The United States ranks number 17 for press freedom, below most Western European
countries and Costa Rica, according to a new global index drawn up by journalists,
researchers, and legal scholars and released by Reporters
Without Borders (RSF) last week.
The survey, which covers 139 countries, found that Nordic countries were the best performers. Based on responses to some 50 questions, Finland, Iceland, Norway, and the Netherlands all tied for the top spot. They were followed by Canada, Ireland, Germany Portugal, Sweden, and Denmark to round out the top 10.
At the other end of the list, Communist states and a number of Arab countries
were found to be among the worst offenders, with North Korea ranked at the bottom,
preceded by China, Burma, Turkmenistan, Bhutan, Cuba, Laos, Eritrea, Vietnam,
and Iraq in that order.
In these countries, according to the report, the only media voice is that approved by the government. In such countries, those who may aspire to act as independent journalists are harassed, imprisoned, or forced into exile, according to the report, which added these are also countries where the foreign media is either banned or closely monitored.
Altogether, Arab and Asian countries generally did substantially worse in honoring press freedoms than those in Europe, the Americas, and Africa, according to the survey, the first index that focuses entirely on the status of the independent press.
The Paris-based international press watchdog--also known by its French name Reporters Sans Frontières--said the U.S. received its relatively low ranking in part due to arrests of reporters for failing to reveal their sources or, since the September 11 terrorist attacks, for crossing security lines at some official buildings.
In the past year, the administration of President George W. Bush has also pressed
media outlets not to run unedited videos or transcripts of al-Qaeda leaders, while
military commanders in Afghanistan have restricted the movements of reporters
there and, in at least one case, threatened a newspaper correspondent, according
to the New York-based Committee to Protect Journalists (CPJ).
Aside from the top 10, France, Australia, Belgium, Slovenia, and Costa Rica were all ranked ahead of the U.S., while Hong Kong, Greece, Ecuador, and Benin, which tied with Britain and Uruguay, held the 18-21 spots.
Costa Rica topped the list among all developing countries, as well as all Latin American countries. Its high ranking was due not only to its long-standing democratic traditions, but also the fact that last year it repealed a law common to much of Latin America that prescribes prison sentences for anyone convicted of "insulting" public officials.
After Ecuador, other Latin American countries ranked by the survey included
Uruguay (21), Chile (24), Paraguay (32), El Salvador (33), Peru (36), Argentina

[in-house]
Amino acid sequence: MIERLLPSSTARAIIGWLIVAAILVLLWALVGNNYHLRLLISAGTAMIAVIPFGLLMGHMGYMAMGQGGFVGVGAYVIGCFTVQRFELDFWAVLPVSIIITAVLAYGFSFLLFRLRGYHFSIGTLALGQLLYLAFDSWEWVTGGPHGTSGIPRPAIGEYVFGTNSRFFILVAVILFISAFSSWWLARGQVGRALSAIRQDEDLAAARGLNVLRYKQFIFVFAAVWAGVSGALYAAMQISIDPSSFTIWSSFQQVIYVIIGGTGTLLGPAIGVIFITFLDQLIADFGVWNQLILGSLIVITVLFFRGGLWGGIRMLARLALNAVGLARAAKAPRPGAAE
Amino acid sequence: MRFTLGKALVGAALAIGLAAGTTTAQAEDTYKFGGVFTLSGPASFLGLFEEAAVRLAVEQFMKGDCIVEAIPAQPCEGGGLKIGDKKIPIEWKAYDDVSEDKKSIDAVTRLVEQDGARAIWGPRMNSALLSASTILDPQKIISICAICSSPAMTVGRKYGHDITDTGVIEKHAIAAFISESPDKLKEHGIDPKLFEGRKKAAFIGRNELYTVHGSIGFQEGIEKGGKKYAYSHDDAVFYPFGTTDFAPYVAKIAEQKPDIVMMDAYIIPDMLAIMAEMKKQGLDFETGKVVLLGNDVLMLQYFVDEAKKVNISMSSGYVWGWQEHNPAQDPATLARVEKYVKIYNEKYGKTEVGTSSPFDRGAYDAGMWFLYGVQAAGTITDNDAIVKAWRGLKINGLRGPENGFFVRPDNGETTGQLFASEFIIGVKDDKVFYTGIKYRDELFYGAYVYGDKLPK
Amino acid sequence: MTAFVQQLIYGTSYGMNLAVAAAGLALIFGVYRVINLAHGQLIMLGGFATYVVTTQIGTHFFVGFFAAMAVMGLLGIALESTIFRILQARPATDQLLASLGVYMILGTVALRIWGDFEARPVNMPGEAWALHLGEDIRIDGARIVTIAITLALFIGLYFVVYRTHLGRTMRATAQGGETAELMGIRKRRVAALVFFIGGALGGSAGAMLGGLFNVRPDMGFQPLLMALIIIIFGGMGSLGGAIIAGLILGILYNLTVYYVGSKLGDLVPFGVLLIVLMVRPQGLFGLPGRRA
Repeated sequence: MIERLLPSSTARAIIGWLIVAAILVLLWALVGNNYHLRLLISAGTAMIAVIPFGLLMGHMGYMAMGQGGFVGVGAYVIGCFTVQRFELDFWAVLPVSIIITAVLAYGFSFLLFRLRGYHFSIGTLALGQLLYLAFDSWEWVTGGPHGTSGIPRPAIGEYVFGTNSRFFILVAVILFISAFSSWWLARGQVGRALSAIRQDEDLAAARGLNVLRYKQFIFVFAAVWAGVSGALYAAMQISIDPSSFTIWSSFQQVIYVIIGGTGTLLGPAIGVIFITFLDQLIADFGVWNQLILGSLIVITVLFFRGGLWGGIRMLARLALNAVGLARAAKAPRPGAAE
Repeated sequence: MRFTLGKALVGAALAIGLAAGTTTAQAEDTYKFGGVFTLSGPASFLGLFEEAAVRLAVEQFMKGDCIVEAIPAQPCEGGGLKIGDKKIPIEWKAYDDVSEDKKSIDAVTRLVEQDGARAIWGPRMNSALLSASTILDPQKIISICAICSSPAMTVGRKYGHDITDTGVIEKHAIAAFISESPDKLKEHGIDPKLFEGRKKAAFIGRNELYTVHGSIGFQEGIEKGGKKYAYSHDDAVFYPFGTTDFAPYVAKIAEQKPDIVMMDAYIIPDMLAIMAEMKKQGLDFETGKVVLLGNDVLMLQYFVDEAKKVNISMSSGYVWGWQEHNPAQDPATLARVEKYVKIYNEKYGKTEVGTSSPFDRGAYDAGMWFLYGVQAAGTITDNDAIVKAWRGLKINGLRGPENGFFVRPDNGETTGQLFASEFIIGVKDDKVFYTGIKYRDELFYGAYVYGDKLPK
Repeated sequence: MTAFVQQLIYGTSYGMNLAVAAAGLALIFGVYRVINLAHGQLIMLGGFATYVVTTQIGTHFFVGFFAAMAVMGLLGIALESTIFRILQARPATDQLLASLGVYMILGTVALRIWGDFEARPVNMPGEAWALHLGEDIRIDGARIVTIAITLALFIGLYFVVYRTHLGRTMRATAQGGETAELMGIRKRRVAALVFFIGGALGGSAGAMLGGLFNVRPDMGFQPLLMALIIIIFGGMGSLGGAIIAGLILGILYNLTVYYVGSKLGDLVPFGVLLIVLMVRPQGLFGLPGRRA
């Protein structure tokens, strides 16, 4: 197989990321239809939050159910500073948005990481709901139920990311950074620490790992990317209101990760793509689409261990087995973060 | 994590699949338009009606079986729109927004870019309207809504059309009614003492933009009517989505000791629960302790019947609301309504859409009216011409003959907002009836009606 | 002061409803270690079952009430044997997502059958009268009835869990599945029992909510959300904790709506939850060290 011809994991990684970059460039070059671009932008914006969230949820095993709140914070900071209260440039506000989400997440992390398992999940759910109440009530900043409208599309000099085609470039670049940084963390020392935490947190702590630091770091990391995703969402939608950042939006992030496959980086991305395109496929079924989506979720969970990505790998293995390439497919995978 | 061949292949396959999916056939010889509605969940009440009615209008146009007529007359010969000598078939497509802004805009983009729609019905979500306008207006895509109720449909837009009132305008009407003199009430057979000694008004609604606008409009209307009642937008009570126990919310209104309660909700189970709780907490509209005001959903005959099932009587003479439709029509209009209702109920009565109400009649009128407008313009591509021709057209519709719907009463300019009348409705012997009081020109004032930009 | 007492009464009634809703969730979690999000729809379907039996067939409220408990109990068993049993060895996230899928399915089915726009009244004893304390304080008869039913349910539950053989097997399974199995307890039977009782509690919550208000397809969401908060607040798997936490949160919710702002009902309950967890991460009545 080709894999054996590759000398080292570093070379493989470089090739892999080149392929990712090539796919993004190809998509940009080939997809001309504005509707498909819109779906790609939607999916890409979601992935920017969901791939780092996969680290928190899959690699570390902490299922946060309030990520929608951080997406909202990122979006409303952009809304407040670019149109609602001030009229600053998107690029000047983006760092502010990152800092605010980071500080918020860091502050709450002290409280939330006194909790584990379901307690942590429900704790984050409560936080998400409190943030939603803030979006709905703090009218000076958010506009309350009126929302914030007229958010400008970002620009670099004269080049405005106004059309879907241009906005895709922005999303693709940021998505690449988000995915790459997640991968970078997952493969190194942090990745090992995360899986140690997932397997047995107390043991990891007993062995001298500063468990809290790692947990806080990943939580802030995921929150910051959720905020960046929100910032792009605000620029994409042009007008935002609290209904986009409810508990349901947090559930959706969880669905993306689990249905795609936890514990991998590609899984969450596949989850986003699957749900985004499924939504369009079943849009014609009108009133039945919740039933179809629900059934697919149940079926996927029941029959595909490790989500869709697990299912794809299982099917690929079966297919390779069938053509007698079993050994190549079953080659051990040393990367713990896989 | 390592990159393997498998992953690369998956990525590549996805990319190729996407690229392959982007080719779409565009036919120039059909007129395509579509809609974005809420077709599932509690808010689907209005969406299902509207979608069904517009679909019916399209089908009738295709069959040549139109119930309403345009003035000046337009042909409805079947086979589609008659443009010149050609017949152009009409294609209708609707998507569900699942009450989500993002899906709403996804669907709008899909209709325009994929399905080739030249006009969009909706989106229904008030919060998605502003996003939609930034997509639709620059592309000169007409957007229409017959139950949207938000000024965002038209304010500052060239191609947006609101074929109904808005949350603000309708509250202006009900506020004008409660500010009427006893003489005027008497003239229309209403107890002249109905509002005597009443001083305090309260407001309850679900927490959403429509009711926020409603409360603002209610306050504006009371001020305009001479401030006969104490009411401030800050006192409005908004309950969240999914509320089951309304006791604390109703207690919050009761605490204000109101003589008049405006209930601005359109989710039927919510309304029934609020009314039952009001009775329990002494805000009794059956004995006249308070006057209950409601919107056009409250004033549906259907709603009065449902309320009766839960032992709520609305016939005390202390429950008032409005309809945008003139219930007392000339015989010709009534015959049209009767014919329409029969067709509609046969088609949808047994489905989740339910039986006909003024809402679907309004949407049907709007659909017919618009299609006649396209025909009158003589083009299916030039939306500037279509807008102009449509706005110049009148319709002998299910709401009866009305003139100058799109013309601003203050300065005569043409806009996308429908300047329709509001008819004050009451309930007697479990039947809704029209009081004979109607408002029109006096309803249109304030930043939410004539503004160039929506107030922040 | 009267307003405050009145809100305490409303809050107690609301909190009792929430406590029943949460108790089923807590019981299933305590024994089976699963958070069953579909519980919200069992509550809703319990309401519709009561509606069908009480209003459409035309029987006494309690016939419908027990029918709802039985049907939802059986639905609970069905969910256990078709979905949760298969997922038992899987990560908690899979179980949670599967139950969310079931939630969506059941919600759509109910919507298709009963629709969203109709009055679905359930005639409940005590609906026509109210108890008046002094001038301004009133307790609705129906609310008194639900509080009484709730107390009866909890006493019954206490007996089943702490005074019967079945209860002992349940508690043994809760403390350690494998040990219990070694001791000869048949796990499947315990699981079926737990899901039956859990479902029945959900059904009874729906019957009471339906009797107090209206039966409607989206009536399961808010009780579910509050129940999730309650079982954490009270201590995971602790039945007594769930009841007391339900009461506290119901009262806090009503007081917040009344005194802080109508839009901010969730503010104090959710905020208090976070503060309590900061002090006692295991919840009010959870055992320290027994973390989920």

(42), Bolivia (48), Panama (49), Brazil (54), Mexico (75), Guatemala (83), Haiti
(106), Colombia (114), and Cuba (134). English-speaking countries in the Caribbean
were not covered.
The worst performer in Western Europe was Italy at 40, after Peru, Bulgaria,
and South Korea. RSF said that news diversity is under "serious threat" in Italy,
in major part due to pressures exerted by Prime Minister Silvio Berlusconi, who
is also the head of one of Europe's biggest privately-owned media empires.
Other European countries with problems included the Czech Republic (41), Romania (45), Turkey (99) Ukraine (112), Russia (121), and Belarus (124).
Benin topped the list in Africa, followed by South Africa (26), Namibia (31), Mauritius (36), Mali (43), Cape Verde (46), Senegal (47) Nigeria (49), Uganda (52), and Niger (53). At the opposite end, Eritrea--which outlawed the independent press after September 11, 2001--ranked 132, preceded by Zimbabwe (122), Equatorial Guinea (117), Mauritania (115), and Democratic Republic of the Congo (113).
The highest ranking, besides Hong Kong, in Asia went to Japan (26), followed by Taiwan (35), South Korea (39), Sri Lanka (51), Indonesia (57) and Thailand (65). Besides the seven Asian countries ranked among the worst 10, Nepal (127), Pakistan (119), Bangladesh (118), Kazakhstan (116) Brunei (111), Malaysia (110), Afghanistan (104), and the Philippines (89) were the worst performing in Asia, according to the survey, which placed India at 80.
The Middle East and North Africa did little better with the top ranking going to Lebanon at 56, followed by Bahrain (67), Kuwait (78), the Palestinian National Authority (82), Morocco (89), Israel (92), Algeria (95), Jordan (99), Egypt (101), Yemen (103), Iran (122), Saudi Arabia (125), Syria (126), and Libya (129), just ahead of Iraq in the 130 position.
Israel's relatively low ranking, according to RSF, was due primarily to the army's operations in the occupied territories since March.
© 2002 OneWorld.net